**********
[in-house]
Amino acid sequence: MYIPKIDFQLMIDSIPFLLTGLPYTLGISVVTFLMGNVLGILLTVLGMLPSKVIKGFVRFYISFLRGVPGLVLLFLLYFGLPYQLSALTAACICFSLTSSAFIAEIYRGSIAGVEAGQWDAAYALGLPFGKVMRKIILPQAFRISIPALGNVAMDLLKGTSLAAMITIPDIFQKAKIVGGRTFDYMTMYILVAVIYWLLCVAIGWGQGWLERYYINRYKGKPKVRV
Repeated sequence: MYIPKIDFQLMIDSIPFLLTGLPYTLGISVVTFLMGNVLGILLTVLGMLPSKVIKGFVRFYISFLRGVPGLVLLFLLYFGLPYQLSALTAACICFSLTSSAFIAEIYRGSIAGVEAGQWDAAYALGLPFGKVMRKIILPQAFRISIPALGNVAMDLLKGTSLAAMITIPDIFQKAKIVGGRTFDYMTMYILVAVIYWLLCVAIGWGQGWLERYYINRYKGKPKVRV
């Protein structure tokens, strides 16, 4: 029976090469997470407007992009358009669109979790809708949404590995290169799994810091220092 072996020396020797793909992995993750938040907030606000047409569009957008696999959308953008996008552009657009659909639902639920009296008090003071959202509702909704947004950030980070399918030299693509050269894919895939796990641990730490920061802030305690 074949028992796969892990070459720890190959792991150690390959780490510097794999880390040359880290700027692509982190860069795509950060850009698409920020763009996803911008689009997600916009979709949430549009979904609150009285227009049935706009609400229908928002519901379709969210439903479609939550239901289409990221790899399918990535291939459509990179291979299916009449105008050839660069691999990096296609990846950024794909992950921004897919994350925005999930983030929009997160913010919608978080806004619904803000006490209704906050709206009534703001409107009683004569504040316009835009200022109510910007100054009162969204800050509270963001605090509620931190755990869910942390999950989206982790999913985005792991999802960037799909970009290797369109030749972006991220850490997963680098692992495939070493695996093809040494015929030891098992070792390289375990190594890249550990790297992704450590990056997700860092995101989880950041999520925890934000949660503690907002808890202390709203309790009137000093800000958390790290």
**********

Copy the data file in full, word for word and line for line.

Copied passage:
[in-house]
Amino acid sequence: MYIPKIDFQLMIDSIPFLLTGLPYTLGISVVTFLMGNVLGILLTVLGMLPSKVIKGFVRFYISFLRGVPGLVLLFLLYFGLPYQLSALTAACICFSLTSSAFIAEIYRGSIAGVEAGQWDAAYALGLPFGKVMRKIILPQAFRISIPALGNVAMDLLKGTSLAAMITIPDIFQKAKIVGGRTFDYMTMYILVAVIYWLLCVAIGWGQGWLERYYINRYKGKPKVRV
Repeated sequence: MYIPKIDFQLMIDSIPFLLTGLPYTLGISVVTFLMGNVLGILLTVLGMLPSKVIKGFVRFYISFLRGVPGLVLLFLLYFGLPYQLSALTAACICFSLTSSAFIAEIYRGSIAGVEAGQWDAAYALGLPFGKVMRKIILPQAFRISIPALGNVAMDLLKGTSLAAMITIPDIFQKAKIVGGRTFDYMTMYILVAVIYWLLCVAIGWGQGWLERYYINRYKGKPKVRV
């Protein structure tokens, strides 16, 4: 029976090469997470407007992009358009669109979790809708949404590995290169799994810091220092 072996020396020797793909992995993750938040907030606000047409569009957008696999959308953008996008552009657009659909639902639920009296008090003071959202509702909704947004950030980070399918030299693509050269894919895939796990641990730490920061802030305690 074949028992796969892990070459720890190959792991150690390959780490510097794999880390040359880290700027692509982190860069795509950060850009698409920020763009996803911008689009997600916009979709949430549009979904609150009285227009049935706009609400229908928002519901379709969210439903479609939550239901289409990221790899399918990535291939459509990179291979299916009449105008050839660069691999990096296609990846950024794909992950921004897919994350925005999930983030929009997160913010919608978080806004619904803000006490209704906050709206009534703001409107009683004569504040316009835009200022109510910007100054009162969204800050509270963001605090509620931190755990869910942390999950989206982790999913985005792991999802960037799909970009290797369109030749972006991220850490997963680098692992495939070493695996093809040494015929030891098992070792390289375990190594890249550990790297992704450590990056997700860092995101989880950041999520925890934000949660503690907002808890202390709203309790009137000093800000958390790290």